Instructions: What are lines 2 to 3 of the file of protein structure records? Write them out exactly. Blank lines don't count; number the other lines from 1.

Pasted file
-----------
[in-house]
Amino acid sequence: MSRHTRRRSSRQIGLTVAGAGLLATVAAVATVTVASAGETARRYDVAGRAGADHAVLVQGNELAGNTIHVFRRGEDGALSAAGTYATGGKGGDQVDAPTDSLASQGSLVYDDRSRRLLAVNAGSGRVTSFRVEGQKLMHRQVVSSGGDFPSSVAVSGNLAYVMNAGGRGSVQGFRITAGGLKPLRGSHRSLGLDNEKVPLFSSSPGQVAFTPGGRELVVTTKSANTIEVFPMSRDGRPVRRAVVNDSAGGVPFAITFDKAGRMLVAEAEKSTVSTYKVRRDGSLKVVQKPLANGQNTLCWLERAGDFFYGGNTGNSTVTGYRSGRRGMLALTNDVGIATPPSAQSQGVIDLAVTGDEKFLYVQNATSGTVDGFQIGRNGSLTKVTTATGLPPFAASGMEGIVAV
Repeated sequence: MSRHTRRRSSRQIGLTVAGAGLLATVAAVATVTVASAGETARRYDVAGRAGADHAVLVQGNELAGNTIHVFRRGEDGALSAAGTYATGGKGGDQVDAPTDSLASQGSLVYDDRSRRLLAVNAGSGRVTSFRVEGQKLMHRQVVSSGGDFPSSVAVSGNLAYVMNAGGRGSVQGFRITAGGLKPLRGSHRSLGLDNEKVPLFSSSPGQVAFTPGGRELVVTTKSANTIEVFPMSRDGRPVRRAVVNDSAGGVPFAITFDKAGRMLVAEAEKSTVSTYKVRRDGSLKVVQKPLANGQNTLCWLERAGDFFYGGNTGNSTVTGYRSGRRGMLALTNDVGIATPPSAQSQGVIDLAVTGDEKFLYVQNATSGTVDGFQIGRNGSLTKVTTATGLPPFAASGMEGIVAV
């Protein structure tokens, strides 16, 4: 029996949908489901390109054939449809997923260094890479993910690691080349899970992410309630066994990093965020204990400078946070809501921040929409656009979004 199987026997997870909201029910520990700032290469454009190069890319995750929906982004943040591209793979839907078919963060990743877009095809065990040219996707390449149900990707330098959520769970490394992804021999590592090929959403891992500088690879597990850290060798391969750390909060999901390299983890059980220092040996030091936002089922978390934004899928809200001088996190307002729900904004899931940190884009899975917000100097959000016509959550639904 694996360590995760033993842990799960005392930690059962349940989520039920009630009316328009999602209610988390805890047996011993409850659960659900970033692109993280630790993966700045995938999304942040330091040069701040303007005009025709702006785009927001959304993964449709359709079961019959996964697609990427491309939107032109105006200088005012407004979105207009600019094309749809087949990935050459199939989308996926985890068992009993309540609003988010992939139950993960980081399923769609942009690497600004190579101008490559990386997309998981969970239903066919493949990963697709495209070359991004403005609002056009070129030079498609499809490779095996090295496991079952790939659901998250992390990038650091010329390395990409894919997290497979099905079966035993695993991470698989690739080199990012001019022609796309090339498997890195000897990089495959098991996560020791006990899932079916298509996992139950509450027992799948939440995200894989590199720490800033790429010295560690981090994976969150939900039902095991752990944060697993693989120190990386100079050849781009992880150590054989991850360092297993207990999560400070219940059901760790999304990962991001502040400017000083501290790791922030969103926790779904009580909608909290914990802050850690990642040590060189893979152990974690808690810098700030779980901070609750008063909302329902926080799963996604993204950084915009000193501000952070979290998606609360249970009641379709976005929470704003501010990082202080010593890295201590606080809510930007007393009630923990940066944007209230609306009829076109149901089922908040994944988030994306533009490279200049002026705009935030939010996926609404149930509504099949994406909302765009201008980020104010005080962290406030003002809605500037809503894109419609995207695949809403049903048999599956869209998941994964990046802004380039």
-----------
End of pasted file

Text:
Amino acid sequence: MSRHTRRRSSRQIGLTVAGAGLLATVAAVATVTVASAGETARRYDVAGRAGADHAVLVQGNELAGNTIHVFRRGEDGALSAAGTYATGGKGGDQVDAPTDSLASQGSLVYDDRSRRLLAVNAGSGRVTSFRVEGQKLMHRQVVSSGGDFPSSVAVSGNLAYVMNAGGRGSVQGFRITAGGLKPLRGSHRSLGLDNEKVPLFSSSPGQVAFTPGGRELVVTTKSANTIEVFPMSRDGRPVRRAVVNDSAGGVPFAITFDKAGRMLVAEAEKSTVSTYKVRRDGSLKVVQKPLANGQNTLCWLERAGDFFYGGNTGNSTVTGYRSGRRGMLALTNDVGIATPPSAQSQGVIDLAVTGDEKFLYVQNATSGTVDGFQIGRNGSLTKVTTATGLPPFAASGMEGIVAV
Repeated sequence: MSRHTRRRSSRQIGLTVAGAGLLATVAAVATVTVASAGETARRYDVAGRAGADHAVLVQGNELAGNTIHVFRRGEDGALSAAGTYATGGKGGDQVDAPTDSLASQGSLVYDDRSRRLLAVNAGSGRVTSFRVEGQKLMHRQVVSSGGDFPSSVAVSGNLAYVMNAGGRGSVQGFRITAGGLKPLRGSHRSLGLDNEKVPLFSSSPGQVAFTPGGRELVVTTKSANTIEVFPMSRDGRPVRRAVVNDSAGGVPFAITFDKAGRMLVAEAEKSTVSTYKVRRDGSLKVVQKPLANGQNTLCWLERAGDFFYGGNTGNSTVTGYRSGRRGMLALTNDVGIATPPSAQSQGVIDLAVTGDEKFLYVQNATSGTVDGFQIGRNGSLTKVTTATGLPPFAASGMEGIVAV